Examples[edit]

SD(X) = \left(\mathbb{E}[(X - \mathbb{E}[X])^2 1_{\{X \leq \mathbb{E}[X]\}}]\right)^{\frac{1}{2}}
where 1_{\{X \leq \mathbb{E}[X]\}} is an indicator function, i.e. 1_{\{X \leq \mathbb{E}[X]\}} = \begin{cases}1 & \text{if } X \leq \mathbb{E}[X]\\ 0 & \text{else}\end{cases}
  • Below target semi-deviation for target t defined by
TSV(X,t) = \left(\mathbb{E}[(X - t)^2 1_{\{X \leq t\}}]\right)^{\frac{1}{2}}.
  • Downside risk is the element people perceive as risk when looking at regular beta. However, a common misperception is to consider beta, itself, as a measure of risk which measures both upside and downside risk. To illustrate this concept more clearly, one can consider two hypothetical stocks, A and B, which have the same downside risk. Stock A, however, has a larger upside “risk,” or likelihood of gain, than does stock B. Therefore, the beta of stock A will be larger than will that of stock B. This beta would lead many investors to deem stock A as more risky. In reality, however, stock A and B have the same level of risk because they have same levels of downside risk, or risk of loss.

See also[edit]

References[edit]

  1. ^ McNeil, Alexander J.; Frey, Rüdiger; Embrechts, Paul (2005). Quantitative risk management: concepts, techniques and tools. Princeton University Press. pp. 2–3. ISBN 978-0-691-12255-7.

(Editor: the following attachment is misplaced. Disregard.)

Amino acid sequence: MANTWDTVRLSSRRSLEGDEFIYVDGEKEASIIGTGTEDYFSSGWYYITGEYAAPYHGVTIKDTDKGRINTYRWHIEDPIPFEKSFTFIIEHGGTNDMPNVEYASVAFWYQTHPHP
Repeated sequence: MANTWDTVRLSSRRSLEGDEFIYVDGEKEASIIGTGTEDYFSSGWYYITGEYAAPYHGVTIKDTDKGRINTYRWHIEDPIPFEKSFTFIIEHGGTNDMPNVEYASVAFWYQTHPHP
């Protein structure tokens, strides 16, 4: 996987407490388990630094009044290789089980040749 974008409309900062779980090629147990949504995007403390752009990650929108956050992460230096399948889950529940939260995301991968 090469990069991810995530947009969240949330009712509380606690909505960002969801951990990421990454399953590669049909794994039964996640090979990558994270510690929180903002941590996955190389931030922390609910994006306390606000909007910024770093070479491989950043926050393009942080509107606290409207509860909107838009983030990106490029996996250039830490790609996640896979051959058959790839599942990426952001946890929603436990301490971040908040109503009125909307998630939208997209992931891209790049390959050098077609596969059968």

2. ^ Horcher, Karen A. (2005). Essentials of financial risk management. John Wiley and Sons. pp. 1–3. ISBN 978-0-471-70616-8. 
  3. ^ a b c James Chong; Yanbo Jin; Michael Phillips (April 29, 2013). "The Entrepreneur's Cost of Capital: Incorporating Downside Risk in the Buildup Method". Retrieved 25 June 2013. 
  4. ^ Nawrocki, David. "A Brief History of Downside Risk Measures". CiteSeerX: 10.1.1.22.262. 
  5. ^ Markowitz, H. (1991). Portfolio selection: Efficient diversification of investment (2e). Malden, MA: Blackwell Publishers Inc. 
  6. ^ Mao, J.C.T. (1970). "Survey of capital budgeting: Theory and practice". Journal of Finance 25 (2): 349–360. doi:10.1111/j.1540-6261.1970.tb00513.x. 
  7. ^ Hogan, W.W.; Warren, J.M. (1974). "Toward the development of an equilibrium capital-market model based on semivariance". Journal of Financial and Quantitative Analysis 9 (1): 1–11. doi:10.2307/2329964. 
  8. ^ a b Chong, James; Phillips, Michael (2012). "Measuring risk for cost of capital: The downside beta approach". Journal of Corporate Treasury Management 4 (4): 346–347. Retrieved 1 July 2013. 
  9. ^ Mandelbrot, B (1963). "The variation of certain speculative prices". Journal Of Business 36 (4): 394–419. doi:10.1086/294632. 
  10. ^ Bekaert, G.; Erb, C.; Viskanta, T. (1998). "Distributional characteristics of emerging market returns, and asset allocation". Journal of Portfolio Management 24: 102–16. doi:10.3905/jpm.24.2.102. 
  11. ^ Estrada, J. (2001). "Empirical distributions of stock returns: European securities markets, 1990-95". European Journal of Finance 7: 1–21. 

External links[edit]